Thursday, 19 April 2012

Away Down to Lamorna

Last week we were lucky enough to stay in a rented house down by the sea at Lamorna Cove in Cornwall. The hedges were full of blossom and the broom was out, splashing everywhere with bright yellow. Above is the view from the path above the house.
We were right down in the cove at the end of the wooded valley where quite a lot of artists have lived or stayed in the past. At the Village Hall the artists' group started by Samuel John 'Lamorna' Birch was still going strong and having a show which included work by Lamorna Birch's grandson and his wife -- they still live in the same house that Lamorna Birch owned, which I think is the white house towards the top right of my photo above. I talked to the lady looking after the exhibition and she lives and works in the 1920s studio built for Laura Knight by Alfred Munnings. I spotted it from the road later and it looked beautiful. I was so envious! Apparently a film crew had just finished filming Summer in February which is a novel based on the arty goings-on in Lamorna Cove in the 1920s -- I've just ordered the book. It sounds wonderful and I'm looking forward to the film as well (out in September)
     Alfred Munnings' own house has been converted into a very lovely upmarket (but friendly) hotel called The Cove now. We ate at the restaurant there one evening and were so taken with it that we went back another night. These are the gorgeous drinks we had before we ate:
Mine was the capairinha with all the limes. Hooked on those now. The middle one was alcohol-free for Dora with sorbet and strawberries...
     We had the writer A.N. Wilson as a neighbour for a week which was interesting but we all kept ourselves strictly to ourselves -- no 'Tamara Drewe'-ish vibes! I can't help but think of Posy Simmonds when I go down to Cornwall.
These giant triffids were growing in the stream just outside the house. Gunnera, I thnk?

We had a pretty free-form week, dotting about here and there. St Ives  was not the same as I remember it from Christmases there with my Mum when it was wonderfully quiet and mild -- this time it was crazily busy but we went to the Tate to see the exhibition by Simon Fujiwara who, his Japanese heritage notwithstanding, grew up in Carbis Bay, just along from St Ives. It was a very strange assortment of installations based on fictionalised aspects of the artist's life. The room I liked best was where he had created huge models of lighthouses taken from paintings by Alfred Wallis. These reminded me strongly of the lighthouse that appears at the end of Marianne Dreams, one of my absolute favourite childhood books.
We had some beautiful walks, which almost killed me, so unfit am I (in spite of continuing to run round and round downstairs nearly every morning...). Some were along the coastal path and some ventured inland. This painting by Lamorna Birch really captures the sun and the fresh air of these walks:
We even came face to face with a real cow when we had to cross a farmyard:
Of course I fancied myself in a pair of 'artist's trousers' painting en plein air, like this chap...
portrait of Stanley Gardiner by Richard Copeland Weatherby
... but I only got as far as drawing a few shoes one rainy morning.
spooky derelict engine shed nr Cripplesease
We went to view an art sale in Penzance, thinking that if there was a picture we really loved we might go to the auction and see if we could get it -- we used to be keen on auctions before we had kids. It was a big sale with about 500 paintings, some of them by well-known artists such as Wilhelmina Barns-Graham and Terry Frost, but they all looked a tiny bit shabby and insignificant, hanging cheek by jowl in the auction room. It was very interesting to view the pictures in that non-museum context -- you could handle most of them and really scrutinise them. The estimate prices were quite high and the only one I felt any feeling for was this one by Wilhelmina Barns-Graham:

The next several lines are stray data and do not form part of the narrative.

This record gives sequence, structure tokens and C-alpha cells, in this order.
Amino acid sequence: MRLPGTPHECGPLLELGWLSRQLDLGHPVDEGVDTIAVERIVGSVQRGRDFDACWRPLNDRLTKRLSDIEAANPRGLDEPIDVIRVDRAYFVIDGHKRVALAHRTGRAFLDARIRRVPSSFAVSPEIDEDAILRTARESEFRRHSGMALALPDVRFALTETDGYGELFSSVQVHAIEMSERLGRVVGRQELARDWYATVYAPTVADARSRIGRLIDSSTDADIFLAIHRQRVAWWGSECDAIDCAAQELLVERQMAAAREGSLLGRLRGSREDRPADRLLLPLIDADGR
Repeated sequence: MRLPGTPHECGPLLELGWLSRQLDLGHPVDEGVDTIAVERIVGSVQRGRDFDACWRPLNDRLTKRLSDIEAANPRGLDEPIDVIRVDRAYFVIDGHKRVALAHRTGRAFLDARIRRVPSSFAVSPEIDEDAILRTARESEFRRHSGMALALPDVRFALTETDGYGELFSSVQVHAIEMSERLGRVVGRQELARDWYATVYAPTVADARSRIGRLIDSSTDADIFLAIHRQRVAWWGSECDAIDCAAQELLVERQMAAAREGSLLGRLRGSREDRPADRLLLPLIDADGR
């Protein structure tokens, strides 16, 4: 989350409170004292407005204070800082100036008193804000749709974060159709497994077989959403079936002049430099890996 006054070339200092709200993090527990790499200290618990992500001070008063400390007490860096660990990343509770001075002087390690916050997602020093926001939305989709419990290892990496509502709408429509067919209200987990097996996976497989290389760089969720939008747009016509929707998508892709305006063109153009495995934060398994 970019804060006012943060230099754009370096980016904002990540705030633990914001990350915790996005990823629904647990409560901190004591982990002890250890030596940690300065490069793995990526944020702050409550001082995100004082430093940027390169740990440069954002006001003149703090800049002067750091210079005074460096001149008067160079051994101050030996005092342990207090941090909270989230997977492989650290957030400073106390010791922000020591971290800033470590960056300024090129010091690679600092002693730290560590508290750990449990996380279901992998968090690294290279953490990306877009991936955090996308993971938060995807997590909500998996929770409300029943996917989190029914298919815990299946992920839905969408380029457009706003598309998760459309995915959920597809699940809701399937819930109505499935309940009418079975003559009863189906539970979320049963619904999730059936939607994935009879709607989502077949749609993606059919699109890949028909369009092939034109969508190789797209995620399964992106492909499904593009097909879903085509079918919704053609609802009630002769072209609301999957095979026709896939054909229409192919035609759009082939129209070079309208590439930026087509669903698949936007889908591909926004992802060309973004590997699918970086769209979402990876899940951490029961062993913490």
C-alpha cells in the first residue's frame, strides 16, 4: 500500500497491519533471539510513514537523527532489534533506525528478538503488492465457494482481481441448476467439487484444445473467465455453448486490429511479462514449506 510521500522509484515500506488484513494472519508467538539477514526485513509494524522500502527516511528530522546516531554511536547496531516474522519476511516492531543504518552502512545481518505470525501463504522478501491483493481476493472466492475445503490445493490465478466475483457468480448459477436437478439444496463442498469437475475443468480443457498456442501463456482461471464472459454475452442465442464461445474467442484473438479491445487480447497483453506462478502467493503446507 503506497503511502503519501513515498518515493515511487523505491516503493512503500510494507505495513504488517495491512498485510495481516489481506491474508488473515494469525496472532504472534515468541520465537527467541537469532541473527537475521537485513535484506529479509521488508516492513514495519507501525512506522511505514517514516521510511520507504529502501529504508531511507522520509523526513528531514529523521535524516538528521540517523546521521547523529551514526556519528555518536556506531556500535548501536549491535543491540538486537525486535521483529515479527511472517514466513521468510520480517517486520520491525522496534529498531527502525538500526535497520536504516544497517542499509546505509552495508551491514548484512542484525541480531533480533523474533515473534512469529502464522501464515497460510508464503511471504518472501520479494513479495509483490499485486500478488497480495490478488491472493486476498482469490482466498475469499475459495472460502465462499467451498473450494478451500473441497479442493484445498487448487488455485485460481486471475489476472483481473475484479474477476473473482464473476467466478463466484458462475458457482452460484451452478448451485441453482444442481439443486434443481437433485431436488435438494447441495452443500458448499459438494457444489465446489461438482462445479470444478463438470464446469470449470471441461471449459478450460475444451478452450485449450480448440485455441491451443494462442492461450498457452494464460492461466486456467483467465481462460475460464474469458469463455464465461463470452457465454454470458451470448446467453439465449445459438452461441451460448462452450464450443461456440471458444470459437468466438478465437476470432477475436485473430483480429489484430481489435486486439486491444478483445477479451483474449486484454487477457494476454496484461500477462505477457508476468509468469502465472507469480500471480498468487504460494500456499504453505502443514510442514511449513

But the estimate was £2-3K and that was out of my price range!
Mousehole from Raginnis Hill by William J. George
We went to Mousehole one day -- absolutely lovely, much closer to how I remember St Ives being. And to Cape Cornwall which, in a similar way, was how Land's End should really be, but it's just a bit further up the coast. That was beautiful too. We saw General de Gaulle having a float in the sea there:
Penzance is nice, with some mad second-hand emporia, and a very nice place to have breakfast: the Artist Residence (also a hotel -- looked very cool). It was a very lovely coincidence that while we were there I was reading Patrick Gale's novel, Notes from an Exhibition which is set in Penzance and is the story of a woman artist and her family. I can't recommend this novel highly enough for anyone who loves art and/or Cornwall. It was the best holiday read I could imagine and even includes the author's personal tour of Penzance in the back.
St Michael's Mount seen across Penzance Harbour
Well, I think that's about it. I'll just finish off with a few stray photos.
fishing nets
crow on a roof in St Ives
shadows on the wall in our holiday house


LAC EMP 2020 said...

Looks like a fabulous week Jane. I love all the insights to what you were doing, especially the auction and the whole art history connection. I read Notes from an Exhibition last year and enjoyed it too. Cornwall is a place it's easy to get romantic about but the last time I was there was for a week in Mousehole when the heavens erupted day after day. They often say Pembrokeshire is like Cornwall but without the people. Of course that's quite wrong but I can dream.

Kitsch and Curious said...

Looks wonderful! I always love your descriptions of your travels - you delve beneath the surface and find such interesting things.
And De Gaulle made me laugh!

Anonymous said...

Love Lamorna cove. I used to come here almost every year as a child. Great memories.